The number of payments made by check is declining, but lockboxes, the bank facilities that process payments for businesses, are keeping busy. The demand for their services is coming partly from companies that used to process their own payments but decided they could benefit from using a lockbox instead. Lockboxes are also increasingly processing electronic payments in addition to paper checks.
An Aite Group report released last year estimated that retail lockbox, which handles consumer payments to businesses, is growing 0.4% a year as more consumers pay bills online, while wholesale lockbox, which deals with business-to-business payments, is growing at a compound annual rate of 2.9%.
Nancy Atkinson, a senior analyst at Aite Group, said that while the use of checks is not growing, lockbox volume is getting a boost as companies that previously handled their receivables in-house decide to outsource that work, perhaps because they’re impressed by the efficiencies offered by increasingly automated lockboxes.
Companies are “looking for the opportunities out of that,” Atkinson said. “As new equipment comes along, I think a good number of large corporates are going to look to either their bank or a third-party processor.”
Using a lockbox is particularly attractive for companies if the lockbox can handle not only paper, but all types of payments, she said. “If they can find a way to get it all consolidated, it will make it easier for them.”
Ray Gatland, senior vice president and lockbox services group product manager at Wells Fargo, said compliance issues related to regulations like the PCI security standards for card payments are also pushing companies toward having a bank or third-party lockbox process their payments. “All of the various regulatory and compliance regimes are very much changing what someone who does their own processing in-house can do or might want to do,” he said.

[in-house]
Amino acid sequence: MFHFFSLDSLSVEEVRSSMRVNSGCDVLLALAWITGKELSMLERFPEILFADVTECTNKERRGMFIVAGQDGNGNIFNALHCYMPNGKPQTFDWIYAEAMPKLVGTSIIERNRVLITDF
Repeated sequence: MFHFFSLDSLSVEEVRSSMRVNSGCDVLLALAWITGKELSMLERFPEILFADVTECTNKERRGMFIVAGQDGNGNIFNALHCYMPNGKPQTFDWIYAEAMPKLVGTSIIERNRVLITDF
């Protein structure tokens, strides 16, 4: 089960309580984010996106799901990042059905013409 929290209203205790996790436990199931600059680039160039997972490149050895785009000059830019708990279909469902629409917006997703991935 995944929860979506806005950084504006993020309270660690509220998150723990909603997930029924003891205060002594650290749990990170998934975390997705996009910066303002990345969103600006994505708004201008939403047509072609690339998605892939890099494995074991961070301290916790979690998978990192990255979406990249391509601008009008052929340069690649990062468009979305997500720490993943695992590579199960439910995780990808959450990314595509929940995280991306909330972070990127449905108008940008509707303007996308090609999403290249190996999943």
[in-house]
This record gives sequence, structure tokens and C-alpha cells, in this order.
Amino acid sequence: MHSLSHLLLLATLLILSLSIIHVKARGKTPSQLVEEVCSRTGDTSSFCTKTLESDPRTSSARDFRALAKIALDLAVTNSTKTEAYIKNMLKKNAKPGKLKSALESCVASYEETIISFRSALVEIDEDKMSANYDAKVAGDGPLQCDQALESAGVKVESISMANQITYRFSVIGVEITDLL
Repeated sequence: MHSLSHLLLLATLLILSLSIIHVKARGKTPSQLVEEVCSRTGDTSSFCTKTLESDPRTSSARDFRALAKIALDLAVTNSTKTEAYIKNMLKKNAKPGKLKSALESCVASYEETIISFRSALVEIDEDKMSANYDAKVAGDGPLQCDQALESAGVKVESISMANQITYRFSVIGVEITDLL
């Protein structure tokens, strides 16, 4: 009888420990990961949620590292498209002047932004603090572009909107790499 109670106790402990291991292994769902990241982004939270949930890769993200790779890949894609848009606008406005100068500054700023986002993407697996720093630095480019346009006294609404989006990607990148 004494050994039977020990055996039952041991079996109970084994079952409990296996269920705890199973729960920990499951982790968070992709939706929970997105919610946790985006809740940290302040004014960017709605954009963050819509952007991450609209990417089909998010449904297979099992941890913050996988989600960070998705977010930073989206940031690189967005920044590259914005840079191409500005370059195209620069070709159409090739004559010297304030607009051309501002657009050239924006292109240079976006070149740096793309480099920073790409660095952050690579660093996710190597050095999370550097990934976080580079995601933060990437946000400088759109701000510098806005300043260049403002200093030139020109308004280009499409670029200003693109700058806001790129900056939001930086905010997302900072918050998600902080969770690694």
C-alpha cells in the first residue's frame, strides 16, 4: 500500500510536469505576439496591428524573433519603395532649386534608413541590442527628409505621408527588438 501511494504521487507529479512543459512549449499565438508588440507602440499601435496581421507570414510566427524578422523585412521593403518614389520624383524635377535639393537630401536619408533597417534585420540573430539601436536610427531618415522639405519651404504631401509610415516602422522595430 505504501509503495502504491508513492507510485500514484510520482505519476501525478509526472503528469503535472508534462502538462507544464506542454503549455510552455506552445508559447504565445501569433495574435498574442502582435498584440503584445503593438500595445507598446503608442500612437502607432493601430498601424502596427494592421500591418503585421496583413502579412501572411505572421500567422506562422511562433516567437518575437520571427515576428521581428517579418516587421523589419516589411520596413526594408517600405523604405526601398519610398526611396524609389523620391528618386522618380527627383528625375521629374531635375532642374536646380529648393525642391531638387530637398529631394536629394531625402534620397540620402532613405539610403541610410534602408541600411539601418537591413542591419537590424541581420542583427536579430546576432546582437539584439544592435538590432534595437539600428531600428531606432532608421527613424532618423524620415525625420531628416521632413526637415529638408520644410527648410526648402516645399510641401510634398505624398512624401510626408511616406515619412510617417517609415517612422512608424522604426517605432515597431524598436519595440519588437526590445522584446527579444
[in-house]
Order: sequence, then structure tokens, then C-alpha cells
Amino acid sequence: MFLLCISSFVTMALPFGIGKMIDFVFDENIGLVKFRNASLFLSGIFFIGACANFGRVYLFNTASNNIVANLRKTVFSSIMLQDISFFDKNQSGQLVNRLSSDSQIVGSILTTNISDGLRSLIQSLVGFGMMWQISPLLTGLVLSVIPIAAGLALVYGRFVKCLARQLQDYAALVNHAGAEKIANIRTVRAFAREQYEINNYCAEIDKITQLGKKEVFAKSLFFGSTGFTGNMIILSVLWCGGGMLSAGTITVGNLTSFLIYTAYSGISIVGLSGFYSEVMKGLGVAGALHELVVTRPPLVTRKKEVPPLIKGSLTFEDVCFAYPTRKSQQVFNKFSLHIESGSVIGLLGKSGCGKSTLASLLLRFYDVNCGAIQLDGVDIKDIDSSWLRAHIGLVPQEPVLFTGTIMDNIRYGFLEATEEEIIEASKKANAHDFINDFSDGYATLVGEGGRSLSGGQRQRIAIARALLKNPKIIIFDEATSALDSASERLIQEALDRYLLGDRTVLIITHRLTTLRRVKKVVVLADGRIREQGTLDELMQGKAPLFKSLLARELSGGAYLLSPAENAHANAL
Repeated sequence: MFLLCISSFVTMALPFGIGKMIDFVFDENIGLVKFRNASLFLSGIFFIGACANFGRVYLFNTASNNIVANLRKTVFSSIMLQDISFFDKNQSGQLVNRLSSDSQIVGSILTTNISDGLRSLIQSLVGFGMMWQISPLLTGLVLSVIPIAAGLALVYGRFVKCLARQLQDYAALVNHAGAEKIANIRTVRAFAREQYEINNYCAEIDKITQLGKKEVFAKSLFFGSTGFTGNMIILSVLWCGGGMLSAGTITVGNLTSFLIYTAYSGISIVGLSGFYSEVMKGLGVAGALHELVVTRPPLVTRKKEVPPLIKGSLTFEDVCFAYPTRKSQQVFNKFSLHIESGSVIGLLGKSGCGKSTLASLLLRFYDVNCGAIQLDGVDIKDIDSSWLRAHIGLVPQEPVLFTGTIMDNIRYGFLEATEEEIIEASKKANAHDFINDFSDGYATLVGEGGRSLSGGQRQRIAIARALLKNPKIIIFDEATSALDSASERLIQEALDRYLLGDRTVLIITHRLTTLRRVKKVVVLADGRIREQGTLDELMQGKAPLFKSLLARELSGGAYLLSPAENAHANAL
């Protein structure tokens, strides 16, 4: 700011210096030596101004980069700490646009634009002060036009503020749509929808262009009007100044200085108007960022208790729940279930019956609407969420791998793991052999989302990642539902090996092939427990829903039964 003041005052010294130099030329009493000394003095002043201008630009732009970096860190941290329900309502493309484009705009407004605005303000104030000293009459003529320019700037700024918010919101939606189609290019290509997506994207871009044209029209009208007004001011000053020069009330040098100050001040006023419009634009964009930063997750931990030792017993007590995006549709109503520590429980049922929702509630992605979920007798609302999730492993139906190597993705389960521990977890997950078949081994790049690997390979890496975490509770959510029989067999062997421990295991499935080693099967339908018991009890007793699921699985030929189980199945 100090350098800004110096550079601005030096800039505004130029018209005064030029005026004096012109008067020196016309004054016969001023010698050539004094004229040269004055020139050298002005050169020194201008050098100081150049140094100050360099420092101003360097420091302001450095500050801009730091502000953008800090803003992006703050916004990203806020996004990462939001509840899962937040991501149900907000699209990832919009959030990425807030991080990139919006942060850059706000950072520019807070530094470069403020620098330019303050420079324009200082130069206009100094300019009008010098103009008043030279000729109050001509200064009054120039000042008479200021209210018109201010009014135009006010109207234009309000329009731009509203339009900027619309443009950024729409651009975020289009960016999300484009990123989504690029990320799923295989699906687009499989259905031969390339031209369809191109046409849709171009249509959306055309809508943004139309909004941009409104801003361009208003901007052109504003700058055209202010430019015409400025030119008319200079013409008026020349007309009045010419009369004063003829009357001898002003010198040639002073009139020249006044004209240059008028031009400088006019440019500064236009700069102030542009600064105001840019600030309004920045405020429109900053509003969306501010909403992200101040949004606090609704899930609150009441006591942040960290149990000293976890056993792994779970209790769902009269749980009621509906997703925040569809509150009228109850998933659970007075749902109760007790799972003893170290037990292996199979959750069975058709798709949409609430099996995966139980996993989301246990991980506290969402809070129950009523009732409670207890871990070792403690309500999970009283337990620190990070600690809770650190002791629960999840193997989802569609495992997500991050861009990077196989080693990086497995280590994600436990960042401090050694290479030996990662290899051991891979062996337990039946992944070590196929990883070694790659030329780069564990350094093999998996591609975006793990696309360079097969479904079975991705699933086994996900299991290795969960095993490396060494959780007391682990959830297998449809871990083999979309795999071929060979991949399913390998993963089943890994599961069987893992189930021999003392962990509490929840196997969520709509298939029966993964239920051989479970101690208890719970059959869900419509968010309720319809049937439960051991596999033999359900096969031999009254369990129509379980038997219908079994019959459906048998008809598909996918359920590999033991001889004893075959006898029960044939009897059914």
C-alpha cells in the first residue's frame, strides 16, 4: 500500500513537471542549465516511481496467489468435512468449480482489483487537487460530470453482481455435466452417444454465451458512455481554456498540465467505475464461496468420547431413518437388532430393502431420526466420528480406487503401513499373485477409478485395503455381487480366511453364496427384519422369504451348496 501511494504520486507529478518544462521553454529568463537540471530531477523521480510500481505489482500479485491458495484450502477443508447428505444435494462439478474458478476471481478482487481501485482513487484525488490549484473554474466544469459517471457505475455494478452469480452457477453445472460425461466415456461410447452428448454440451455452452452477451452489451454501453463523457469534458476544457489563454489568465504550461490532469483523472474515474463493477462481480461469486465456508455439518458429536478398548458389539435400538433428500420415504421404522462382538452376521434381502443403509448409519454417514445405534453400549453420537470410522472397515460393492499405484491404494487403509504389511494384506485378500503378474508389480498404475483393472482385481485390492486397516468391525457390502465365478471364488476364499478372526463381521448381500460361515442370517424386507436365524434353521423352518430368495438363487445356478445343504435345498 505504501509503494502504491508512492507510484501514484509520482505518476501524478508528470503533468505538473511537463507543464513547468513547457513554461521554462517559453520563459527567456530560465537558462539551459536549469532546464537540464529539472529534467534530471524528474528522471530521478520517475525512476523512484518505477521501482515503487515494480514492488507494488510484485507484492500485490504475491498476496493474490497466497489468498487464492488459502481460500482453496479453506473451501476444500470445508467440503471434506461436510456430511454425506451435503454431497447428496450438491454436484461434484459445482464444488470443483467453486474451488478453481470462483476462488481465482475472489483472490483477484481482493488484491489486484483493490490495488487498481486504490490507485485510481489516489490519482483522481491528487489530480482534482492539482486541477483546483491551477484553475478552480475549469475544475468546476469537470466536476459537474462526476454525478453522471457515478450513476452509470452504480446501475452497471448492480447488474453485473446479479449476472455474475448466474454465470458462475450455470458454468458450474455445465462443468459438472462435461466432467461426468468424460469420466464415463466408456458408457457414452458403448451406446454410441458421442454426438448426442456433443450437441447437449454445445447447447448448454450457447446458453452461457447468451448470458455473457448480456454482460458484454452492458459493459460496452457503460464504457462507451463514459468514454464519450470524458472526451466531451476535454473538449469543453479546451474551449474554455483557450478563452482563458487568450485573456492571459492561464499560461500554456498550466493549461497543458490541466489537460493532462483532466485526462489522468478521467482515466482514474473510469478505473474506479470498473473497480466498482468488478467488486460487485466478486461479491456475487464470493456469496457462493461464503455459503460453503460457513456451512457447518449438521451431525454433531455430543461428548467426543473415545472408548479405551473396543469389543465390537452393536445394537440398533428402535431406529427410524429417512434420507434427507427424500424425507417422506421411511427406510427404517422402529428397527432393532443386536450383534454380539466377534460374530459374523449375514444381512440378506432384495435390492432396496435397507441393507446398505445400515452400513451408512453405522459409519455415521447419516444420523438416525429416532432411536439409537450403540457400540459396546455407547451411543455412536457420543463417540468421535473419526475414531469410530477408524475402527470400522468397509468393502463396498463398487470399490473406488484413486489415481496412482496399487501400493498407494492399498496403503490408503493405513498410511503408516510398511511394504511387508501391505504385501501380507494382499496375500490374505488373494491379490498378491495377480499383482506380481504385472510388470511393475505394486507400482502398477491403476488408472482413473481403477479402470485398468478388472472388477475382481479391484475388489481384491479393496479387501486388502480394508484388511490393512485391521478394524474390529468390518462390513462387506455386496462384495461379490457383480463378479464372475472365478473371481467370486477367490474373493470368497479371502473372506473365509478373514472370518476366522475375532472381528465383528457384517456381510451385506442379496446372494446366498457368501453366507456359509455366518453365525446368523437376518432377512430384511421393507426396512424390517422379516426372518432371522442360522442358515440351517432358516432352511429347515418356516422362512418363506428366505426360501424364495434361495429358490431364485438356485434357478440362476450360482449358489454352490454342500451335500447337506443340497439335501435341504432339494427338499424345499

Another factor is the prospect that mail delivery will slow as the U.S. Postal Service cuts back in the face of falling revenue.
“I absolutely tell my clients: The day is coming when mail float will be degraded; there’s going to have to be some hard choices,” said Rodney Gardner, head of global receivables in Global Transaction Services at Bank of America Merrill Lynch. “That, to me, is another reason to think about moving from paper to electronic.”
Going forward, Gardner said, he would like to locate lockbox facilities in the fastest cities (as measured by Phoenix-Hecht) needed by the bank’s clients and “in very close proximity” to the Postal Service’s mail-sorting facilities.
Checks’ Staying Power
While the use of paper checks may be declining, “checks aren’t going anywhere anytime soon in the B2B space,” said Gardner, pictured at left. A Fed study showed that while consumer-to-business checks had fallen almost 10% between 2009 and 2013, business-to-business checks were off only 3.8%, he said.
More and more businesses are taking advantage of the savings that can be realized by paying electronically—for instance, via ACH instead of by check. But for the company that’s owed the money, electronic payments complicate the reconciliation of payments to invoices.
“The remittance data on an electronic transaction presents a whole new host of challenges vis-a-vis the way you take in paper today,” Gardner said.
Information about an ACH payment might arrive by email, separate from the payment, he said, and the information that accompanies an electronic payment will vary from client to client. “How does your bank or third-party processor know where to find the invoice number?” he said. “It’s almost like you’re reinventing lockbox.
“You have to invest in new technology, as a bank or non-bank provider, if you want to drive paper-to-electronic migration,” Gardner added.